President-elect Donald Trump on Tuesday added former Department of Homeland Security (DHS) official Thomas DiNanno and Katharine Gorka, president of the national security organization Council on Global Security, to his transition landing team at DHS.

DiNanno and Gorka join Heritage Foundation defense and security expert James Carafano and Michael Dougherty, CEO of the industry trade association Security Identity & Biometrics Association, on the DHS landing team.

Katharine Gorka, president of the Council on Global Security. Photo: Council on Global Security
Katharine Gorka, president of the Council on Global Security. Photo: Council on Global Security

DiNanno is currently senior fellow for Homeland Security and Critical Infrastructure Protection at the International Assessment and Strategy Center (IASC). He served as in the White House Office of Homeland Security from 2001 to 2003 as director of Corporate Relations reporting directly to Tom Ridge, who later became the nation’s first secretary of Homeland Security when DHS stood up.

DiNanno also served as deputy assistant secretary for Infrastructure Protection at DHS between 2004 and 2007. In that position he had responsibility for projects such as nuclear power security, development and implementation of regulations to protect chemical facilities, initiatives to protect critical infrastructure, and design of certain intelligence and related planning activities, among his other responsibilities, according to his bio on the IASC website.

Gorka’s focus at the Council on Global Security, which she co-founded, is on the threat of Islamic terrorism and radical ideologies, according to her bio on the Council’s website. From 2009 to 2014, she was the executive director of the Northern Virginia-based Westminster Institute, which is focused on threats from extremism and radical ideologies.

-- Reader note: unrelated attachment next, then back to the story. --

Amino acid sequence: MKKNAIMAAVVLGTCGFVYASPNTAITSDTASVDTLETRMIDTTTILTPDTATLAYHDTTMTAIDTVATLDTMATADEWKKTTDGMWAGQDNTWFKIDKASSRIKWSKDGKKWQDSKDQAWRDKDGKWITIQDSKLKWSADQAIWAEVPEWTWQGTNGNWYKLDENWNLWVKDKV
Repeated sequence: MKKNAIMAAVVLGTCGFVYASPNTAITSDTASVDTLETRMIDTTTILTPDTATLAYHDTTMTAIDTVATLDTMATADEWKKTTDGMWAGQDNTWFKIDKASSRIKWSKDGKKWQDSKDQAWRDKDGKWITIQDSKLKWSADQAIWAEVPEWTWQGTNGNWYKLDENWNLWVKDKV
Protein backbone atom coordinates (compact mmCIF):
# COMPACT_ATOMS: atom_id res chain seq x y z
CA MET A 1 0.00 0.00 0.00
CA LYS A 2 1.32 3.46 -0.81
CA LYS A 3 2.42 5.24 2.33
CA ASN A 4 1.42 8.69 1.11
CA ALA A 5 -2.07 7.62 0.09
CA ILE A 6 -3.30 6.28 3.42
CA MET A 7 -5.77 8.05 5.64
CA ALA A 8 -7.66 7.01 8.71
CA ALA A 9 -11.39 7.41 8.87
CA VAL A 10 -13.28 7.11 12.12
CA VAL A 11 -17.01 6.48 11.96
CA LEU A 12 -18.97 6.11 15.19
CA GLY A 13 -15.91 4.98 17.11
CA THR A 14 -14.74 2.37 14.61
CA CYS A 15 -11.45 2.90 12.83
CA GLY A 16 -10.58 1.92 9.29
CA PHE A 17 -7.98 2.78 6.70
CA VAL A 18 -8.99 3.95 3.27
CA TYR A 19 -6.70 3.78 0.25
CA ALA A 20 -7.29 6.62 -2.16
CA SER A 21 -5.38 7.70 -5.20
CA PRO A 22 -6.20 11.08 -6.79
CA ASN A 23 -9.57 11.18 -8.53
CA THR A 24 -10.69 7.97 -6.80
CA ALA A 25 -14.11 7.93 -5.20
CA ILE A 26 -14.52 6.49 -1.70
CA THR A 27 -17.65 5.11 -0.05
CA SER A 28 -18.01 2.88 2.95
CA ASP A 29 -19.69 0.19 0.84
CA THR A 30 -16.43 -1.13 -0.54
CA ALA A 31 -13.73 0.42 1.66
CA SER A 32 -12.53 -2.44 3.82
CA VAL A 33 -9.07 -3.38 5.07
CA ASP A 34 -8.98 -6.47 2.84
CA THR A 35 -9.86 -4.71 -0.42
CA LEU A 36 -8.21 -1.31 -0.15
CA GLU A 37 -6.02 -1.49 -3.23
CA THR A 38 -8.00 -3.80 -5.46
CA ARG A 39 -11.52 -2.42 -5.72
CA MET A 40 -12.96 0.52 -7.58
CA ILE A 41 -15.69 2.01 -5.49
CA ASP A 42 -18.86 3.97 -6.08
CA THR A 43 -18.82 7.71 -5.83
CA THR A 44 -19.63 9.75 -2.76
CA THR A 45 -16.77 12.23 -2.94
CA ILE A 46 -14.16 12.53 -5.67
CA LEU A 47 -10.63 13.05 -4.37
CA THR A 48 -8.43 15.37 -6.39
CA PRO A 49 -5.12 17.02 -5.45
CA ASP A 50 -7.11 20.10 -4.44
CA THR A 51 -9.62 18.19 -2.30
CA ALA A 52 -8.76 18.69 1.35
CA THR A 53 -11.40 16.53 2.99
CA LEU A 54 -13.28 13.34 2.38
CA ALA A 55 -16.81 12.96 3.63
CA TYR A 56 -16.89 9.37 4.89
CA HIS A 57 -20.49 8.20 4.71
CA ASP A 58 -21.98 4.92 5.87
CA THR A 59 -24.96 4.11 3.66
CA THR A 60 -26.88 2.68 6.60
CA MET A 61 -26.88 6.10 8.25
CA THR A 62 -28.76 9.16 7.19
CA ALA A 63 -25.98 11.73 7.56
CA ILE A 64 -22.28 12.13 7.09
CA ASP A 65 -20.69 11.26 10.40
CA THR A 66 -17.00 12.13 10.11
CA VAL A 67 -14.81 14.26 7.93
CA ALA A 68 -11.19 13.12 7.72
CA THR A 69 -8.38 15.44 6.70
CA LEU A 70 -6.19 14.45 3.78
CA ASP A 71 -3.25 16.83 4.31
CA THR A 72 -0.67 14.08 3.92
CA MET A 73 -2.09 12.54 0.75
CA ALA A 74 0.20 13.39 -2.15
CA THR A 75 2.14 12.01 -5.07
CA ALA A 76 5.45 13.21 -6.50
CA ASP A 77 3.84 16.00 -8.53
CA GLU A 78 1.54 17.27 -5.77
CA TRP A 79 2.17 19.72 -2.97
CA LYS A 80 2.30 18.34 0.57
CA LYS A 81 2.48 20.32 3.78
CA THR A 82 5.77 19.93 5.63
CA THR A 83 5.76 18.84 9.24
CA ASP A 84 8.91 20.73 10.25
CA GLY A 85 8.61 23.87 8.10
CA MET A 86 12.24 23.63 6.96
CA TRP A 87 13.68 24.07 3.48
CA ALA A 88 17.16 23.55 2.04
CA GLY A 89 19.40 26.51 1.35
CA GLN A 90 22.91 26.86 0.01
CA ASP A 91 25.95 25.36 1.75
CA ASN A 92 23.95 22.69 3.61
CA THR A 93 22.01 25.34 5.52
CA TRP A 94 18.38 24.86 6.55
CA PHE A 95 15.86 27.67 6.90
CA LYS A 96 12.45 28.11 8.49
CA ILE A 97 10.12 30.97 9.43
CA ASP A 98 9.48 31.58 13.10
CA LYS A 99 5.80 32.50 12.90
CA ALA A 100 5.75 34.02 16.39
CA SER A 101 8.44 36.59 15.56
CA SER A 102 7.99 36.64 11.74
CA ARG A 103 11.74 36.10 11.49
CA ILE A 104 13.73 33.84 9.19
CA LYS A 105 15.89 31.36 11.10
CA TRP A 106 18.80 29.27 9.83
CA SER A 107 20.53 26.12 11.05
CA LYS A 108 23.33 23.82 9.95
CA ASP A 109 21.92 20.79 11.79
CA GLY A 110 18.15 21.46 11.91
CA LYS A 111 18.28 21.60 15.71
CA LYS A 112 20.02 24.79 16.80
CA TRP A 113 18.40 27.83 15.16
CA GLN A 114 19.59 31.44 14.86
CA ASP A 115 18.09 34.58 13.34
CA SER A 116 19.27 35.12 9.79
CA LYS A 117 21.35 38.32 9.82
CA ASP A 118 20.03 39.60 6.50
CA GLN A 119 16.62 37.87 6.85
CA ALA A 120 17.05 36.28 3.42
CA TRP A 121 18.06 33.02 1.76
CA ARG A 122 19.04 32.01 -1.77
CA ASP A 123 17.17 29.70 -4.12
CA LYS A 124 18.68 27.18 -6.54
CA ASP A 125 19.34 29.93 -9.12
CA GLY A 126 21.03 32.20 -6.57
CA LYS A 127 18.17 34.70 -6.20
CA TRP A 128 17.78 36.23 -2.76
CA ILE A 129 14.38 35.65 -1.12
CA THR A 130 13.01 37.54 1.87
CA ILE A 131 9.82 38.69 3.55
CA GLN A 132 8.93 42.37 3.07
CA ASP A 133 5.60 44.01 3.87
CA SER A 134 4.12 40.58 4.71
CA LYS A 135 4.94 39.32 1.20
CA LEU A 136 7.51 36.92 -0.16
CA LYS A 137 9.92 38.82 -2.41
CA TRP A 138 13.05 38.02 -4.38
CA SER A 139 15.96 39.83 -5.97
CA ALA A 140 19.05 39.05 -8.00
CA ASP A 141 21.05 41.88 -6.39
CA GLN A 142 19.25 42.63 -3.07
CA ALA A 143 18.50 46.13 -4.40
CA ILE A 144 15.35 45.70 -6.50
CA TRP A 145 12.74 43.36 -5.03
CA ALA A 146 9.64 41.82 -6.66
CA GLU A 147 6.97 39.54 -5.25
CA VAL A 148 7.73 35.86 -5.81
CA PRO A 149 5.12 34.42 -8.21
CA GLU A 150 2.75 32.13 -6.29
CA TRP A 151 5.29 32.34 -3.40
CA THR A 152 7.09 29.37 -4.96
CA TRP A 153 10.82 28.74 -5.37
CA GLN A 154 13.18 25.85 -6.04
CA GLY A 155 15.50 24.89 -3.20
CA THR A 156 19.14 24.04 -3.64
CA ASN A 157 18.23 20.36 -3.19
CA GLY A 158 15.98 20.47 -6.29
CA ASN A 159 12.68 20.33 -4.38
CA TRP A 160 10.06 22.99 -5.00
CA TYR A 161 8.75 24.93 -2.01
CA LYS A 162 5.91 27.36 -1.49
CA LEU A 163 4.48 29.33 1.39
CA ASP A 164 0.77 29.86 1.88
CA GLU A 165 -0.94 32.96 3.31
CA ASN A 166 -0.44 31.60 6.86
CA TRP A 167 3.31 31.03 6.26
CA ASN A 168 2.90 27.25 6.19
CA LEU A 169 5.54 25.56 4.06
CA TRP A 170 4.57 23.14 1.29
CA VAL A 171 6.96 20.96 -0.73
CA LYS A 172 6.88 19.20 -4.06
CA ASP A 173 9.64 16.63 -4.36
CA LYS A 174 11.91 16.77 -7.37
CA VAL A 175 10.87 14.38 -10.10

In 2014, Gorka authored a white paper available entitled The Flawed Science Behind America’s Counter-Terrorism Strategy, which argues the President Barack Obama sees radical Islamism through Social Movement Theory, viewing extremists as “’activists’ with legitimate grievances.”

Gorka said in her white paper that “if you see economic or political grievances at the root of all terrorism, you must then set yourself a course of solving all those grievances. But because that is an impossible task, you are left, finally having to use force. The Social Movement paradigm thus condemns the United States to perpetual war.”

In her 19-page study, Gorka also said that and argument could be made that “radical Islam has made great strides since President Obama took office in 2009.” However, her report is light on comprehensive recommendations, offering that the U.S. must drop the term Countering Violent Extremism and specify global jihad as the threat.

“Once we agree as a nation on the name for the enemy, we must establish a national counter-ideological campaign that incorporates Muslim-partner nations and Muslim Americans to rob groups such as ISIS and Al Qaeda of their claim to be the paramount representatives of Islam,” Gorka said in the study.